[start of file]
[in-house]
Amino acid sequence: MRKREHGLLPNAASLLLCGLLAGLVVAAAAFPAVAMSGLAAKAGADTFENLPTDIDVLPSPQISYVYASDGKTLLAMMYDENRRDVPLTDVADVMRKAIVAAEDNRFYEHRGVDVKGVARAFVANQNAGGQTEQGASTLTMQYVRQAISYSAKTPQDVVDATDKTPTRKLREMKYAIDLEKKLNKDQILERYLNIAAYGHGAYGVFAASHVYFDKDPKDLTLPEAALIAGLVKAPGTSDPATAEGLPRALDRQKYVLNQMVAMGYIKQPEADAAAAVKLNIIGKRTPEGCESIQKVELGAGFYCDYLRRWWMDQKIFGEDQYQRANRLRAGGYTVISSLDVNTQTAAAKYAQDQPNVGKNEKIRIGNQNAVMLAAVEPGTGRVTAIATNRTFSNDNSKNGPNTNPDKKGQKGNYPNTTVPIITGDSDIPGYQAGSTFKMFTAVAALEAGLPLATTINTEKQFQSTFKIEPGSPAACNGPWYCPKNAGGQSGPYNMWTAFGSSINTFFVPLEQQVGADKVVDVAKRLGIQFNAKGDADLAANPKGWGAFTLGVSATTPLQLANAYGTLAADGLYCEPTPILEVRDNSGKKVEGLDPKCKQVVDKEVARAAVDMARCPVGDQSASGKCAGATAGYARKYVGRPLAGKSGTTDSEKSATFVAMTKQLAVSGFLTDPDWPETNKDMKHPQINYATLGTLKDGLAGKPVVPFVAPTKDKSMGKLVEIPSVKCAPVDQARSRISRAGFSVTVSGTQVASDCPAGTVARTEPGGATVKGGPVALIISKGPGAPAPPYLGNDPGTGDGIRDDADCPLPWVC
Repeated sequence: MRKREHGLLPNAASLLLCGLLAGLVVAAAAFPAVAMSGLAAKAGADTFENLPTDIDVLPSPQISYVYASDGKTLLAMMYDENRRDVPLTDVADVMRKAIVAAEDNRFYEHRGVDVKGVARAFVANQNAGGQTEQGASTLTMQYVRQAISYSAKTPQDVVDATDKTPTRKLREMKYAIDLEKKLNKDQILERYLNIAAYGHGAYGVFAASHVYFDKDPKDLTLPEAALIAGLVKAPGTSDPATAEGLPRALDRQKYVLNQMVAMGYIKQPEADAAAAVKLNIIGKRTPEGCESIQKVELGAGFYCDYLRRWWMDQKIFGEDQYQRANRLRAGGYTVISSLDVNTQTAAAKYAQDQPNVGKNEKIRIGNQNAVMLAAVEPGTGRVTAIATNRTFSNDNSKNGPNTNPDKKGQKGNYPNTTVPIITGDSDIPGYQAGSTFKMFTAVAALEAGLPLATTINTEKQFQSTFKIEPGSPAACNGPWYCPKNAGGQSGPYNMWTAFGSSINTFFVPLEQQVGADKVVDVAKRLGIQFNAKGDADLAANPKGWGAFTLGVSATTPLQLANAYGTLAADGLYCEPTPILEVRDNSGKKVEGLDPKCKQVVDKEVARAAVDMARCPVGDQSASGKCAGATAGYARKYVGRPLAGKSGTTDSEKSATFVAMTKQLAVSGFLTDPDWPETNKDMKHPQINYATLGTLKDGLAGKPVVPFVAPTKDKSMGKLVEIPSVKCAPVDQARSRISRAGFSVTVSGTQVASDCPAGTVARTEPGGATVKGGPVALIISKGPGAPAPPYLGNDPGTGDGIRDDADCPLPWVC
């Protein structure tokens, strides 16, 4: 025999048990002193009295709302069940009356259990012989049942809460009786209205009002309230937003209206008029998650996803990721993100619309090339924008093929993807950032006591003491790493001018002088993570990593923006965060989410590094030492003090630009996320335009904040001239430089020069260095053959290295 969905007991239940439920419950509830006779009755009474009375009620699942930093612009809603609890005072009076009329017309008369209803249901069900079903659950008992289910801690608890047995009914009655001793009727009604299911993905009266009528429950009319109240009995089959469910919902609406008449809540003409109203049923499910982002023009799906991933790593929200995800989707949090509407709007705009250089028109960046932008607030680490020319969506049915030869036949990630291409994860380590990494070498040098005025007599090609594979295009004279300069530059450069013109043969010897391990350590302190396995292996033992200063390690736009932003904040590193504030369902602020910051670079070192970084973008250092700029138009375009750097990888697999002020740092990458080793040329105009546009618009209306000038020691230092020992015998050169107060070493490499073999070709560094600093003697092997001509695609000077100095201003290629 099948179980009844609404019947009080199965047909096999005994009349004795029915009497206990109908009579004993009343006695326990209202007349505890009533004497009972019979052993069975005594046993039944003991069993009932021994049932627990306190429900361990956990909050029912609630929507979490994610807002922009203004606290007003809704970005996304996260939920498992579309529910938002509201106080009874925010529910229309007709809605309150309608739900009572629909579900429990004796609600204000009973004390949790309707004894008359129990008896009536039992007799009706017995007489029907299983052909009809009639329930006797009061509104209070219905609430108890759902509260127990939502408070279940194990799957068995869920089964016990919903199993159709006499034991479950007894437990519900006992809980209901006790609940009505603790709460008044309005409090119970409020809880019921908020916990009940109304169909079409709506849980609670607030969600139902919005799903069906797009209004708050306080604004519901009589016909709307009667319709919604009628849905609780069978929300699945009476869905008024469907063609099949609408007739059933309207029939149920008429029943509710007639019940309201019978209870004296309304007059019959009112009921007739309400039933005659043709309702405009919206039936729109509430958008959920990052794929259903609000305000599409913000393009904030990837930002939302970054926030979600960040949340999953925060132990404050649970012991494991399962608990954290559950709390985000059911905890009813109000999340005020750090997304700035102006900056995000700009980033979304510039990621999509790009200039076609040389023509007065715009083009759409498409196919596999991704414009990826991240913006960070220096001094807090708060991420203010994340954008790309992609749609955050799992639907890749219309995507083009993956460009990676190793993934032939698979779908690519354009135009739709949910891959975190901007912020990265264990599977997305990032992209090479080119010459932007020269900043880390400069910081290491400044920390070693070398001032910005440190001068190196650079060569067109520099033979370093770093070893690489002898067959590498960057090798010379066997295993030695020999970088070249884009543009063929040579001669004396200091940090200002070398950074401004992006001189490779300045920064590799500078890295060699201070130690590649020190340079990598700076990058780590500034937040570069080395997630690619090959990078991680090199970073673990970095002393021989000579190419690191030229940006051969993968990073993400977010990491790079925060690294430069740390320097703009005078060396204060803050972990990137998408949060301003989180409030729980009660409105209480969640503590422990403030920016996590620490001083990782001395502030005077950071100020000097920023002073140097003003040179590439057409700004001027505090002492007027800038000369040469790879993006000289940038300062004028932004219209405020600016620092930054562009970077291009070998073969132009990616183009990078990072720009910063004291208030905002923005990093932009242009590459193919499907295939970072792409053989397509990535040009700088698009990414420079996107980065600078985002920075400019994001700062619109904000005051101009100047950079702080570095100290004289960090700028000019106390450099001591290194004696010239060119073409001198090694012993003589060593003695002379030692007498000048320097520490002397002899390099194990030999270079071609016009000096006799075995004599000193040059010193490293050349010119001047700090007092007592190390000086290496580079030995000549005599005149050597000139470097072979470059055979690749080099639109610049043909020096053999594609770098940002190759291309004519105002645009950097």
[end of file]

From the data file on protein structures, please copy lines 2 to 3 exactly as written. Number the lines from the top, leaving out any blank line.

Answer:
Amino acid sequence: MRKREHGLLPNAASLLLCGLLAGLVVAAAAFPAVAMSGLAAKAGADTFENLPTDIDVLPSPQISYVYASDGKTLLAMMYDENRRDVPLTDVADVMRKAIVAAEDNRFYEHRGVDVKGVARAFVANQNAGGQTEQGASTLTMQYVRQAISYSAKTPQDVVDATDKTPTRKLREMKYAIDLEKKLNKDQILERYLNIAAYGHGAYGVFAASHVYFDKDPKDLTLPEAALIAGLVKAPGTSDPATAEGLPRALDRQKYVLNQMVAMGYIKQPEADAAAAVKLNIIGKRTPEGCESIQKVELGAGFYCDYLRRWWMDQKIFGEDQYQRANRLRAGGYTVISSLDVNTQTAAAKYAQDQPNVGKNEKIRIGNQNAVMLAAVEPGTGRVTAIATNRTFSNDNSKNGPNTNPDKKGQKGNYPNTTVPIITGDSDIPGYQAGSTFKMFTAVAALEAGLPLATTINTEKQFQSTFKIEPGSPAACNGPWYCPKNAGGQSGPYNMWTAFGSSINTFFVPLEQQVGADKVVDVAKRLGIQFNAKGDADLAANPKGWGAFTLGVSATTPLQLANAYGTLAADGLYCEPTPILEVRDNSGKKVEGLDPKCKQVVDKEVARAAVDMARCPVGDQSASGKCAGATAGYARKYVGRPLAGKSGTTDSEKSATFVAMTKQLAVSGFLTDPDWPETNKDMKHPQINYATLGTLKDGLAGKPVVPFVAPTKDKSMGKLVEIPSVKCAPVDQARSRISRAGFSVTVSGTQVASDCPAGTVARTEPGGATVKGGPVALIISKGPGAPAPPYLGNDPGTGDGIRDDADCPLPWVC
Repeated sequence: MRKREHGLLPNAASLLLCGLLAGLVVAAAAFPAVAMSGLAAKAGADTFENLPTDIDVLPSPQISYVYASDGKTLLAMMYDENRRDVPLTDVADVMRKAIVAAEDNRFYEHRGVDVKGVARAFVANQNAGGQTEQGASTLTMQYVRQAISYSAKTPQDVVDATDKTPTRKLREMKYAIDLEKKLNKDQILERYLNIAAYGHGAYGVFAASHVYFDKDPKDLTLPEAALIAGLVKAPGTSDPATAEGLPRALDRQKYVLNQMVAMGYIKQPEADAAAAVKLNIIGKRTPEGCESIQKVELGAGFYCDYLRRWWMDQKIFGEDQYQRANRLRAGGYTVISSLDVNTQTAAAKYAQDQPNVGKNEKIRIGNQNAVMLAAVEPGTGRVTAIATNRTFSNDNSKNGPNTNPDKKGQKGNYPNTTVPIITGDSDIPGYQAGSTFKMFTAVAALEAGLPLATTINTEKQFQSTFKIEPGSPAACNGPWYCPKNAGGQSGPYNMWTAFGSSINTFFVPLEQQVGADKVVDVAKRLGIQFNAKGDADLAANPKGWGAFTLGVSATTPLQLANAYGTLAADGLYCEPTPILEVRDNSGKKVEGLDPKCKQVVDKEVARAAVDMARCPVGDQSASGKCAGATAGYARKYVGRPLAGKSGTTDSEKSATFVAMTKQLAVSGFLTDPDWPETNKDMKHPQINYATLGTLKDGLAGKPVVPFVAPTKDKSMGKLVEIPSVKCAPVDQARSRISRAGFSVTVSGTQVASDCPAGTVARTEPGGATVKGGPVALIISKGPGAPAPPYLGNDPGTGDGIRDDADCPLPWVC